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The Golden Age of Fine and Decorative Arts from the Diplomatic Reception Rooms at the U.S. Department of State

July 5 until August 31, 2003


Becoming a Nation: Americana from the Diplomatic Reception Rooms, U.S. Department of State, an exhibition of selected treasures from one of the most remarkable collections of Americana in the world, will be on view from July 5 through August 31, 2003, at the Georgia Museum of Art.

Organized by the Trust for Museum Exhibitions with the cooperation of the U.S. Department of State, the exhibition features more than 160 works of decorative arts and fine art from the Diplomatic Reception Rooms. Six galleries in the Georgia Museum of Art will present a visual history of the United States, documented through maps, portraits, paintings and furniture from the Colonial and Federal periods, 1750-1825. Works by such noted American artists as Paul Revere, Nathaniel Austin, John Singleton Copley, and Charles Wilson Peale chart the early history of a new country. Rugs, sconces and other decorative touches that once graced America's grandest rooms will also be on display. (left: John LeTellier (working ca. 1770-1800), Seven-piece coffee and tea service, Probably Philadeiphia, Pennsylvania, ca. 1794, Silver, 15 X 11 5/8 X 5 1/8 (dia. base) inches (coffee pot), Funds donated by Mrs. Wiley T. Buchanan, Jr, in memory of the Honorable Wiley T. Buchanan, Jr. (1982.0038.001 -.007) This is among the earliest of the large matched coffee and tea service and tea sets made in the United States. The locked tea caddy, in particular, is a most unusual addition to the set. Before the Revolution, American coffee and tea services usually were assembled over a period of several years and could consist of stylistically diverse pieces, possibly even produced by different smiths in different cities. For another 20 years after this set was made, few Americans possessed the affluence or advanced taste to purchase a silver coffee and tea service all at one time. This splendid set glorifies the Neo-classical style of the 1790s. It is thought to be similar to one made by LeTellier for President James Madison but lost when the British burned the White House in 1814. - Jennifer F. Goldsborough)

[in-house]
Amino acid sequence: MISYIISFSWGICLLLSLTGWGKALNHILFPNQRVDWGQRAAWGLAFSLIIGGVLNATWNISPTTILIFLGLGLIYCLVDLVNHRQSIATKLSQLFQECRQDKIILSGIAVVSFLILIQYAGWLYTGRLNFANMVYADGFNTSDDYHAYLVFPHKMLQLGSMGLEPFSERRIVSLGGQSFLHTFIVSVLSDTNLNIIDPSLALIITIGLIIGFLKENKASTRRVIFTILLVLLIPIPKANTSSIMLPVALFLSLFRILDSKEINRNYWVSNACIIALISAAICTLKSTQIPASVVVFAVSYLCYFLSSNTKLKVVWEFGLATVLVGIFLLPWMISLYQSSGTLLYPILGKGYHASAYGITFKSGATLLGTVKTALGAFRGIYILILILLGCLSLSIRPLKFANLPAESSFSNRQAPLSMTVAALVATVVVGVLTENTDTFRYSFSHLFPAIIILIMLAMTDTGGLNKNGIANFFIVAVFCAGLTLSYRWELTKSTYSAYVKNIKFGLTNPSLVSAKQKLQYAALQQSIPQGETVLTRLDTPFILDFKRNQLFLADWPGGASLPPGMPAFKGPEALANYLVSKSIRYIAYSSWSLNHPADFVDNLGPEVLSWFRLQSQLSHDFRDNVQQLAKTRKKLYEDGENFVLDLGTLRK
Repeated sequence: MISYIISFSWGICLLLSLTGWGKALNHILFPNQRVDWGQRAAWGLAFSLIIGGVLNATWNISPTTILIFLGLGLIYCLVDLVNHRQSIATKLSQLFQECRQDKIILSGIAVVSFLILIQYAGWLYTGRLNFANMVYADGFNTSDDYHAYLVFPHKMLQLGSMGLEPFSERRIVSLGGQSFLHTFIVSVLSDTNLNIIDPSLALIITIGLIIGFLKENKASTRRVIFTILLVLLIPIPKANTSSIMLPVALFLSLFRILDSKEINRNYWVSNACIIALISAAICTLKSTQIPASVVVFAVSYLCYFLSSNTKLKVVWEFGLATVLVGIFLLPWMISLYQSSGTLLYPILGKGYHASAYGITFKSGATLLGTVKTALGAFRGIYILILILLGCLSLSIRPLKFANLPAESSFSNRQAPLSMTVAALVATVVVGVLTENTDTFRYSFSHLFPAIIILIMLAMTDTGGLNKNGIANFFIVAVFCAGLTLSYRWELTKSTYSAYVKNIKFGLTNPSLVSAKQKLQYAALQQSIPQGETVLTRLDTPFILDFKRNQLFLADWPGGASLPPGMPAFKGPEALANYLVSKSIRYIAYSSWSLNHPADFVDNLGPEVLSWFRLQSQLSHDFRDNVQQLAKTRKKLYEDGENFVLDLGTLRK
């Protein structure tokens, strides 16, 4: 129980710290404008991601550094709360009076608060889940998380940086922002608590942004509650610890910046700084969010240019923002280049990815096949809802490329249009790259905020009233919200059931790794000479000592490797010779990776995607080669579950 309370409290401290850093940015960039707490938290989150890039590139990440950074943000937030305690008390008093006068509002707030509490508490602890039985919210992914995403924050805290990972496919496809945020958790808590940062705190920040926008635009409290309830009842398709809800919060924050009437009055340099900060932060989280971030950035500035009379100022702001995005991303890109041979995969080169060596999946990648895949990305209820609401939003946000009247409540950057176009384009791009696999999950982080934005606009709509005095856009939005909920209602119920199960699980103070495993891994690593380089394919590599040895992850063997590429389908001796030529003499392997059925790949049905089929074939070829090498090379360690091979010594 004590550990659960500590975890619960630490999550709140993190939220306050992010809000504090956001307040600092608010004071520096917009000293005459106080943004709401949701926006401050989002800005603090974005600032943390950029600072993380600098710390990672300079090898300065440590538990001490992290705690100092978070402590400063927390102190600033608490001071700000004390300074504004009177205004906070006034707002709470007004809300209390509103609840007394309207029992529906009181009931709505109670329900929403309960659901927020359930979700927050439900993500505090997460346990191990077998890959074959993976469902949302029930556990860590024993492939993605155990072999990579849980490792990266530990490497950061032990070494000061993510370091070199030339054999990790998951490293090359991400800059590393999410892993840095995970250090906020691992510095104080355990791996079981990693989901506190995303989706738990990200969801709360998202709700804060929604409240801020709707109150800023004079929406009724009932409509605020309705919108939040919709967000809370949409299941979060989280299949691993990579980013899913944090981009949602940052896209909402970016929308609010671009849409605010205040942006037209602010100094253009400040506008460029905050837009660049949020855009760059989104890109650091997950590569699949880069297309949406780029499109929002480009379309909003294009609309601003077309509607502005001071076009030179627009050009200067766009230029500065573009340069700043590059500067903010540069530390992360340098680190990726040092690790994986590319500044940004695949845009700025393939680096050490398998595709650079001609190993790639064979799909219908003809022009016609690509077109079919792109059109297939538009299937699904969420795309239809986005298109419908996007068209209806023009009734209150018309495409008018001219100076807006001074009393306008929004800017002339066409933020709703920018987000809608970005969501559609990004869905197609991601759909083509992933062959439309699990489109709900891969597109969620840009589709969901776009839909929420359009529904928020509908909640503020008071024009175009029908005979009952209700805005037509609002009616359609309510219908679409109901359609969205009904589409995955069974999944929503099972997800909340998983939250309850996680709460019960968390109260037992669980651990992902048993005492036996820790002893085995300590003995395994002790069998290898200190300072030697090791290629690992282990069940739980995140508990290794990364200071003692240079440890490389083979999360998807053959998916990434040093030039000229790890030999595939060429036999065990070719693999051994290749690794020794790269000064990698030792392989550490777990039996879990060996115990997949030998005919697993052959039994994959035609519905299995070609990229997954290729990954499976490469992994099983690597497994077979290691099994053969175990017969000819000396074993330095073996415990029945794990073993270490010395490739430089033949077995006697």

The collection was assembled to show the elegance of the young democratic republic and reveals America's alignment with the Age of Enlightenment. "It also provides a history through objects. Each painting, chair, tankard, and plate was shaped by the events surrounding its creation, and each work reveals a part of its maker, its owner, and America's history," says Ashley Callahan, in-house curator at the Georgia Museum of Art.

The Americans who owned these works and the artisans who made them clearly had a sophisticated sense of aesthetics and possessed high technical skills. During this period Americans moved toward Neo-classical design as influenced by British and European style leaders. The Federal mahogany sideboard created in 1785 by John Bankson and Richard Lawson in Baltimore is evidence that America shared in the elegance and grandeur of the Age of Enlightenment. The sideboard is an excellent example of Baltimore's Federal furniture, considered the most English of all American regional schools.

Other outstanding examples of American achievement in the arts between the mid-18th and early 19th centuries are a Philadelphia high chest attributed to Joseph Deleveau, an exquisite settee by Duncan Phyfe, and porcelain belonging to George Washington.

A wealth of silver items, mostly from the 18th century, will be on display, including coffee pots, candlesticks, a wine cooler, a salver, sauce boats, a sugar basket, a tankard and a silver service.

The iconographic works in this exhibition tell a story of the early days of the Department of State and the origins of American foreign policy and trade. Thomas Jefferson's portrait, attributed to Charles Wilson Peale, and a portrait of John Quincy Adams, painted while he served as America's Minister to Great Britain from 1815 until 1817, are reminders of America's diplomatic legacy. The presence of Chinese porcelain celebrates this nation's initial international trade with Asian countries.

Paintings such as View of Boston Harbor by Fitz Hugh Lane, and a view of Niagra Falls, allow the viewer to gain an understanding of American art of the period. The exhibition includes many paintings, in addition to the decorative arts.

Becoming a Nation: Americana from the Diplomatic Reception Rooms, U.S. Department of State is generously sponsored by a challenge grant from Mrs. Deen Day Sanders. Matching grants and contributions were made by the Frances Wood Wilson Foundation; Alfred Heber Holbrook Society members, Mr. and Mrs. Harry L. Gilham, Jr., Mrs. Ann Creekmore Jones, and Mrs. Patsy Dudley Pate; and by Mrs. W. Tapley Bennett, Jr., a Patron of the Friends of the Museum. The W. Newton Morris Charitable Foundation has provided additional support for the educational programming, as have the Friends of the Museum. In-kind support provided by BOS Security, Yellow Book USA and the Athens Banner Herald.


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Search for more articles and essays on American art in Resource Library. See America's Distinguished Artists for biographical information on historic artists.

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